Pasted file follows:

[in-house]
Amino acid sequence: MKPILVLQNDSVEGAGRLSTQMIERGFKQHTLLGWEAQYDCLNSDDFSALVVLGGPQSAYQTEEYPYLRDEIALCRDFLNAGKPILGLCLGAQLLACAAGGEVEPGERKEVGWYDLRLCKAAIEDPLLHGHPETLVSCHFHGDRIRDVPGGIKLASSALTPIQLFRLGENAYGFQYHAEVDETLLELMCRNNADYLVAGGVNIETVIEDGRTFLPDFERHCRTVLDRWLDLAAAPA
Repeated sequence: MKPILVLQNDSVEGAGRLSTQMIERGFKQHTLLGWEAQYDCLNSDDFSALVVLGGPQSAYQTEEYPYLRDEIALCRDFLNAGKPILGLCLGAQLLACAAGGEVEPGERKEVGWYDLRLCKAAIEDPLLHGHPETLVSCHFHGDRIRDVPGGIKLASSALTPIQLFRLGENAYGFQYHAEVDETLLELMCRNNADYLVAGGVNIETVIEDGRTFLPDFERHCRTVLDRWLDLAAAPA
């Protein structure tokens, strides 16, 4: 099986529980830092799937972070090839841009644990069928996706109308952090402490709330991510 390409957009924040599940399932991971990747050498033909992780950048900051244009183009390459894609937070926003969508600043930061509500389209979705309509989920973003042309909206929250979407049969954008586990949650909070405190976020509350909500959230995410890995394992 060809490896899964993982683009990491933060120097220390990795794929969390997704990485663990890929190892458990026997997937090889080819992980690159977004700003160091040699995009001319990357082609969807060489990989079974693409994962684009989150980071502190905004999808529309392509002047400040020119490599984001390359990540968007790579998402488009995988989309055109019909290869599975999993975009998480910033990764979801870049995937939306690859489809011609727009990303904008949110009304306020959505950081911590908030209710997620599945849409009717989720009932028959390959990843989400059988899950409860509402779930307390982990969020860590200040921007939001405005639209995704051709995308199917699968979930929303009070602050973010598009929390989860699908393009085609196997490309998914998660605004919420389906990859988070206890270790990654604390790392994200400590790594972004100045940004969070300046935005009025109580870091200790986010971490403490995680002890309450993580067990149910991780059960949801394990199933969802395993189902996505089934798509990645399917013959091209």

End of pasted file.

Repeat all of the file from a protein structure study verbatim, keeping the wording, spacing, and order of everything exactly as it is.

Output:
[in-house]
Amino acid sequence: MKPILVLQNDSVEGAGRLSTQMIERGFKQHTLLGWEAQYDCLNSDDFSALVVLGGPQSAYQTEEYPYLRDEIALCRDFLNAGKPILGLCLGAQLLACAAGGEVEPGERKEVGWYDLRLCKAAIEDPLLHGHPETLVSCHFHGDRIRDVPGGIKLASSALTPIQLFRLGENAYGFQYHAEVDETLLELMCRNNADYLVAGGVNIETVIEDGRTFLPDFERHCRTVLDRWLDLAAAPA
Repeated sequence: MKPILVLQNDSVEGAGRLSTQMIERGFKQHTLLGWEAQYDCLNSDDFSALVVLGGPQSAYQTEEYPYLRDEIALCRDFLNAGKPILGLCLGAQLLACAAGGEVEPGERKEVGWYDLRLCKAAIEDPLLHGHPETLVSCHFHGDRIRDVPGGIKLASSALTPIQLFRLGENAYGFQYHAEVDETLLELMCRNNADYLVAGGVNIETVIEDGRTFLPDFERHCRTVLDRWLDLAAAPA
């Protein structure tokens, strides 16, 4: 099986529980830092799937972070090839841009644990069928996706109308952090402490709330991510 390409957009924040599940399932991971990747050498033909992780950048900051244009183009390459894609937070926003969508600043930061509500389209979705309509989920973003042309909206929250979407049969954008586990949650909070405190976020509350909500959230995410890995394992 060809490896899964993982683009990491933060120097220390990795794929969390997704990485663990890929190892458990026997997937090889080819992980690159977004700003160091040699995009001319990357082609969807060489990989079974693409994962684009989150980071502190905004999808529309392509002047400040020119490599984001390359990540968007790579998402488009995988989309055109019909290869599975999993975009998480910033990764979801870049995937939306690859489809011609727009990303904008949110009304306020959505950081911590908030209710997620599945849409009717989720009932028959390959990843989400059988899950409860509402779930307390982990969020860590200040921007939001405005639209995704051709995308199917699968979930929303009070602050973010598009929390989860699908393009085609196997490309998914998660605004919420389906990859988070206890270790990654604390790392994200400590790594972004100045940004969070300046935005009025109580870091200790986010971490403490995680002890309450993580067990149910991780059960949801394990199933969802395993189902996505089934798509990645399917013959091209």